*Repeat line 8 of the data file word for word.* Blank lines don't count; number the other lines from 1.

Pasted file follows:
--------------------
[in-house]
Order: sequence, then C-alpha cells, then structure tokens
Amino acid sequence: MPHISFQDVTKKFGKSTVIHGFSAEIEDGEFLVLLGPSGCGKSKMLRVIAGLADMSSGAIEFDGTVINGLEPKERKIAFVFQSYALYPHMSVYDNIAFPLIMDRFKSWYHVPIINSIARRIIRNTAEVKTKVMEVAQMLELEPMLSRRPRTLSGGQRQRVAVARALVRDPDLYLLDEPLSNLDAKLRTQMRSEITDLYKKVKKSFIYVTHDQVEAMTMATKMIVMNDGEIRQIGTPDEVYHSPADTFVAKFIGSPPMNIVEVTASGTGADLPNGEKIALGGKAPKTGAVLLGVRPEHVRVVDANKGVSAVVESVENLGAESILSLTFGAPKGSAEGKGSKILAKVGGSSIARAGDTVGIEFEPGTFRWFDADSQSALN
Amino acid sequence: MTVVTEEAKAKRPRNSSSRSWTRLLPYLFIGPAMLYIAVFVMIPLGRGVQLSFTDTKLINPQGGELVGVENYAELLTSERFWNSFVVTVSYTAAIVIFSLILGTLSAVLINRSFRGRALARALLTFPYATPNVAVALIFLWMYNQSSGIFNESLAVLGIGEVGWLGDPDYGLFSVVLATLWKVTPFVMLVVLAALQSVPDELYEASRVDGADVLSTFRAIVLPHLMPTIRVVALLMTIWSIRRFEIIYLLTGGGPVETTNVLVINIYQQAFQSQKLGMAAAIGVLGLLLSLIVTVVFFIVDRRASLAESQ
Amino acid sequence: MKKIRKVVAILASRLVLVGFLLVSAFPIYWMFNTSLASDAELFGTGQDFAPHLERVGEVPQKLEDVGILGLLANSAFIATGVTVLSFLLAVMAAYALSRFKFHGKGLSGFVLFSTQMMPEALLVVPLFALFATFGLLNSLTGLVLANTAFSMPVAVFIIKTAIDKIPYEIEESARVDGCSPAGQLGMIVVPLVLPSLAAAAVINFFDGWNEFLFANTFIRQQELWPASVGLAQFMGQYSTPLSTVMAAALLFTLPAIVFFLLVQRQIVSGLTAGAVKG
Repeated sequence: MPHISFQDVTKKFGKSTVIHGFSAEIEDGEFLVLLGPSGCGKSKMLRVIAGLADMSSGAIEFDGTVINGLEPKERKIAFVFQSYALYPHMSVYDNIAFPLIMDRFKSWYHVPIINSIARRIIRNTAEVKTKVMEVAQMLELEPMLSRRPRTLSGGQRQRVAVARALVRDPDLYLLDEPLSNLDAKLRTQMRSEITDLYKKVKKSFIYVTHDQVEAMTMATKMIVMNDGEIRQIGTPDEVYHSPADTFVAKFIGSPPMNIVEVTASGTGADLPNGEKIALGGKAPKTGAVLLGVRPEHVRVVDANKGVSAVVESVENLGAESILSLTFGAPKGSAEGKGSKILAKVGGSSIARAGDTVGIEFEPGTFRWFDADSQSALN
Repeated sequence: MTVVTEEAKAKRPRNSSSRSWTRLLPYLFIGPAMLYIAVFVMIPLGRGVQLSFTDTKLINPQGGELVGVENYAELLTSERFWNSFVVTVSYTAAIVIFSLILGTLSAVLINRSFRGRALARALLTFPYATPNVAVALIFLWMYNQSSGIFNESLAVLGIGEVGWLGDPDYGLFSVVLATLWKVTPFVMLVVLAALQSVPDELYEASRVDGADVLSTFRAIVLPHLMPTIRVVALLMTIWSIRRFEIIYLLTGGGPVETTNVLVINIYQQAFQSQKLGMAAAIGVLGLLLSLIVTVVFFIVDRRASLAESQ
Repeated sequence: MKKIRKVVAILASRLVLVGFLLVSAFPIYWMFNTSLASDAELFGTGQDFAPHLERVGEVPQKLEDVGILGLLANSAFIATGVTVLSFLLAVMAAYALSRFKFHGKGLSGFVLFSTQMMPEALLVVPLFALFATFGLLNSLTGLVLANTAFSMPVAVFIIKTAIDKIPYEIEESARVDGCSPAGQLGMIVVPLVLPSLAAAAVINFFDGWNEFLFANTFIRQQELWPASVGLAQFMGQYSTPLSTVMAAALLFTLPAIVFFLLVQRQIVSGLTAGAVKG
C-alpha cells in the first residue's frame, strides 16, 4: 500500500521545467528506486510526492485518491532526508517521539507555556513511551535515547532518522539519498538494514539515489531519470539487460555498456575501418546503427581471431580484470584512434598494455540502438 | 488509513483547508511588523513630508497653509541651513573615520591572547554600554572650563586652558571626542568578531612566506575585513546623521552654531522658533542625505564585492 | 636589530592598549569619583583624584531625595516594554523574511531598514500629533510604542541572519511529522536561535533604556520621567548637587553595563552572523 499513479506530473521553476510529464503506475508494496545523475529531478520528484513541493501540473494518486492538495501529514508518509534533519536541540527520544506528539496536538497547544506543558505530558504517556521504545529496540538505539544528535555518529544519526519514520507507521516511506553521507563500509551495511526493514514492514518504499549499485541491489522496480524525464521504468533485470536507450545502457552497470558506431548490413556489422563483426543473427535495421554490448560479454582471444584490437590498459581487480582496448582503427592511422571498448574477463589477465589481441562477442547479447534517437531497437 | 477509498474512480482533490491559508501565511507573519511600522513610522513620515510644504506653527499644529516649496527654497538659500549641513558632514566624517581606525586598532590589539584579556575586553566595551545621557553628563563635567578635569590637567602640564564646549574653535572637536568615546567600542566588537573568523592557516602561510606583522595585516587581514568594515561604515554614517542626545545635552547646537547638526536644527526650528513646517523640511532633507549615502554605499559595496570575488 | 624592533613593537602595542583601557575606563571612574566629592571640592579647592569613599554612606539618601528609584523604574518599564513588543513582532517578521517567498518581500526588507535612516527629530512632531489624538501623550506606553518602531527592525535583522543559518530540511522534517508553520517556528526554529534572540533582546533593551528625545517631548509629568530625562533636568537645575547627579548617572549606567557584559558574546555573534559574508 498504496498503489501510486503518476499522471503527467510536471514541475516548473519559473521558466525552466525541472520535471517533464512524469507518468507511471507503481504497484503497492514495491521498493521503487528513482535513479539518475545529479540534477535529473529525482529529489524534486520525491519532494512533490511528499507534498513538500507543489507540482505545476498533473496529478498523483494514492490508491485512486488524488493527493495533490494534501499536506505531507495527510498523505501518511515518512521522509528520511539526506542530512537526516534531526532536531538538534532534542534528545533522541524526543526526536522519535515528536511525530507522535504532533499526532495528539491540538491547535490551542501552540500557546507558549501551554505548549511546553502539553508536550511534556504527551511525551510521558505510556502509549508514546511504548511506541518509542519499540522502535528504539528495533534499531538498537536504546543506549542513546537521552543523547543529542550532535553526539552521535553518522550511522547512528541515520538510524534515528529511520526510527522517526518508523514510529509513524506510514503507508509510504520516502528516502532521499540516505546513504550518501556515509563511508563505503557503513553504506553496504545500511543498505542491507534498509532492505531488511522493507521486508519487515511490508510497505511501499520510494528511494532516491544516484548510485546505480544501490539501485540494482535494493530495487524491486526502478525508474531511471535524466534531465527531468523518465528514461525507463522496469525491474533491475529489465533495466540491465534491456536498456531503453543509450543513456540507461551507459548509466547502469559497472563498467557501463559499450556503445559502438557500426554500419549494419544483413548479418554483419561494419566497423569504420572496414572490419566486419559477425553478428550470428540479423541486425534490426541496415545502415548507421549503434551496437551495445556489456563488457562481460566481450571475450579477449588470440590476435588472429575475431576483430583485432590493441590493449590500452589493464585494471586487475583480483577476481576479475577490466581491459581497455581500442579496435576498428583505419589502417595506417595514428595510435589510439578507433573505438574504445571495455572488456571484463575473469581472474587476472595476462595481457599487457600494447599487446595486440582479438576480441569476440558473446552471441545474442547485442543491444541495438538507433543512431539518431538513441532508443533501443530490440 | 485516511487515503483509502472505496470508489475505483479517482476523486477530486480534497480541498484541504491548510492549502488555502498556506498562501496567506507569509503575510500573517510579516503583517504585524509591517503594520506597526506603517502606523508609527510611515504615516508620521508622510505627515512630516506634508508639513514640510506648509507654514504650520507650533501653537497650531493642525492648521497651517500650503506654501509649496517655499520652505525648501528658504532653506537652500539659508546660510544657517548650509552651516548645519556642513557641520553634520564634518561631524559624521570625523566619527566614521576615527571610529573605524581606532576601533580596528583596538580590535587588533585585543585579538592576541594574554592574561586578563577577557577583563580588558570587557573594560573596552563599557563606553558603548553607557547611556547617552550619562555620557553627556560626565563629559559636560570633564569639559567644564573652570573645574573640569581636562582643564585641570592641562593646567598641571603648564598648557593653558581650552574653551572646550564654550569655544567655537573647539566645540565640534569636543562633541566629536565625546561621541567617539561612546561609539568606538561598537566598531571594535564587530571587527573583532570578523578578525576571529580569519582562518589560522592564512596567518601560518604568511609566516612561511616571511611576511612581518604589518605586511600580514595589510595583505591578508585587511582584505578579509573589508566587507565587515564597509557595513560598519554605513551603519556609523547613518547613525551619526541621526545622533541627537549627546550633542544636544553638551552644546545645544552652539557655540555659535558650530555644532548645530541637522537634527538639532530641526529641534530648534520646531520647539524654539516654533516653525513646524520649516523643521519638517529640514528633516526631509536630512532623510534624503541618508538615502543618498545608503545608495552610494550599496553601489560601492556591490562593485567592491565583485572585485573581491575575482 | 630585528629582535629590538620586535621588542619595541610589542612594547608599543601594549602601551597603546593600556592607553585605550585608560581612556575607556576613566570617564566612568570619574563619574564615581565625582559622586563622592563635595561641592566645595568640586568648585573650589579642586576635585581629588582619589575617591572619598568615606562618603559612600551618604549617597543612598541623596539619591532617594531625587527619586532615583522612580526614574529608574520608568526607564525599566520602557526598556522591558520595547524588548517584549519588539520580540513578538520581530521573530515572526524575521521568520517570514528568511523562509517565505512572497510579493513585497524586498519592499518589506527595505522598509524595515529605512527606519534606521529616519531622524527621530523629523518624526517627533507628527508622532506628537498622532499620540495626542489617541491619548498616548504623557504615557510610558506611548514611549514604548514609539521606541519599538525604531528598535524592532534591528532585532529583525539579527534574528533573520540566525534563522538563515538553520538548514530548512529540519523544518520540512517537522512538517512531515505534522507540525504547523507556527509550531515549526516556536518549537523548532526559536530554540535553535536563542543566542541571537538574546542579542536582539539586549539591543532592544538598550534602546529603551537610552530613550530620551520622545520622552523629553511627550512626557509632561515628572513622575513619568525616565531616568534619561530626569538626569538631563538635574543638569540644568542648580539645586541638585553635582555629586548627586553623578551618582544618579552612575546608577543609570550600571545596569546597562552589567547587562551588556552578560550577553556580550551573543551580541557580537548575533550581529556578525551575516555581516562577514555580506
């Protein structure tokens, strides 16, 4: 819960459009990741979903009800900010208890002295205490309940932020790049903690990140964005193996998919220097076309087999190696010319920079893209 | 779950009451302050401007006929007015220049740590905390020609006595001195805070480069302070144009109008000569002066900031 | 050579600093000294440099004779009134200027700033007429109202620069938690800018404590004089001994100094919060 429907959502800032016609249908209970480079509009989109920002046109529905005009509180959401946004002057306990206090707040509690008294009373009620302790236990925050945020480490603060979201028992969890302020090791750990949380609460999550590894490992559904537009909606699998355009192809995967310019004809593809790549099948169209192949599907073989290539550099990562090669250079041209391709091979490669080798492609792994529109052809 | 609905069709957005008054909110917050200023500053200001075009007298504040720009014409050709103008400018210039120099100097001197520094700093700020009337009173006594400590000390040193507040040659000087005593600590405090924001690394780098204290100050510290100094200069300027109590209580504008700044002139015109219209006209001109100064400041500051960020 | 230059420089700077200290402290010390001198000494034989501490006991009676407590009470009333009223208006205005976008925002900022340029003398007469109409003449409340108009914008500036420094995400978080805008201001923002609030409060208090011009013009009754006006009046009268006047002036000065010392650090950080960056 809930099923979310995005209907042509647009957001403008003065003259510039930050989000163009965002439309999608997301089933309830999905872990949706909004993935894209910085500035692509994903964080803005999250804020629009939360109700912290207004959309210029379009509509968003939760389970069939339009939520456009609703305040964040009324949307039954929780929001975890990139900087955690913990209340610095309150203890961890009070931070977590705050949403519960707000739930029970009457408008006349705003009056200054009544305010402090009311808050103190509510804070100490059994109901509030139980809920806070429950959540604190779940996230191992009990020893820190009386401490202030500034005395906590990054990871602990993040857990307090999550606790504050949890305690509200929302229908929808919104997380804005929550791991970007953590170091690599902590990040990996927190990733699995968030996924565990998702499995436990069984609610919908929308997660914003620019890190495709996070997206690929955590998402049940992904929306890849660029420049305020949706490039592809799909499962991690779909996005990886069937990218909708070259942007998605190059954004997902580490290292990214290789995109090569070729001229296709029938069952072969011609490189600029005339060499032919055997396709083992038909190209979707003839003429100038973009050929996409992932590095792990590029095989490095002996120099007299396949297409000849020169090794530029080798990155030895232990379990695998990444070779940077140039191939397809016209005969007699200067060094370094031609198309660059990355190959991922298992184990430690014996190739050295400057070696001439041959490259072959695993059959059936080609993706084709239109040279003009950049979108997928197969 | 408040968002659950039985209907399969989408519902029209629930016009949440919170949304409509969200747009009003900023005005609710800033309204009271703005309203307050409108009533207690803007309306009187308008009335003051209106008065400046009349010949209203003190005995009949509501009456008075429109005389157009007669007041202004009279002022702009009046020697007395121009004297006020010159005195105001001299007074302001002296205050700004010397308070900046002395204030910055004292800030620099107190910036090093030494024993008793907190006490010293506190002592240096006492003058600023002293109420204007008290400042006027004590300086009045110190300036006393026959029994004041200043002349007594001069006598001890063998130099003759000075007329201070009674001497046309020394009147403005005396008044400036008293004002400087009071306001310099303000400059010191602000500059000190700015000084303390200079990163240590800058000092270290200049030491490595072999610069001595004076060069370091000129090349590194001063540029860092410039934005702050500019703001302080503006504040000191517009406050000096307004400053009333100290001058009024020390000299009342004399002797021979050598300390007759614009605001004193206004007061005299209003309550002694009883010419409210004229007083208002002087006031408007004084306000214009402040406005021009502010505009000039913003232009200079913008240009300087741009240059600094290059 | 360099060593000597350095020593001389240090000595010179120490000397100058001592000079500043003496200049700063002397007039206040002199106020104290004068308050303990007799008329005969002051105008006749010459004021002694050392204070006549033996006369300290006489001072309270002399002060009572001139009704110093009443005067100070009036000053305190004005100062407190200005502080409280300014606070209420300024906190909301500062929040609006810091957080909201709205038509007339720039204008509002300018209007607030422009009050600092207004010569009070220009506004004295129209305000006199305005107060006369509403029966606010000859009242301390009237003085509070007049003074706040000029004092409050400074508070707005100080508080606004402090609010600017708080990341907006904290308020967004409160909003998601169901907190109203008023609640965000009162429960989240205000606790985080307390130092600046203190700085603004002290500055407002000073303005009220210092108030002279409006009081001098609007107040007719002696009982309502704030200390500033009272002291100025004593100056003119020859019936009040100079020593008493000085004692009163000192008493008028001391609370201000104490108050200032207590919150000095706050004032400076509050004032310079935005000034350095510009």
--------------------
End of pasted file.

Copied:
Repeated sequence: MKKIRKVVAILASRLVLVGFLLVSAFPIYWMFNTSLASDAELFGTGQDFAPHLERVGEVPQKLEDVGILGLLANSAFIATGVTVLSFLLAVMAAYALSRFKFHGKGLSGFVLFSTQMMPEALLVVPLFALFATFGLLNSLTGLVLANTAFSMPVAVFIIKTAIDKIPYEIEESARVDGCSPAGQLGMIVVPLVLPSLAAAAVINFFDGWNEFLFANTFIRQQELWPASVGLAQFMGQYSTPLSTVMAAALLFTLPAIVFFLLVQRQIVSGLTAGAVKG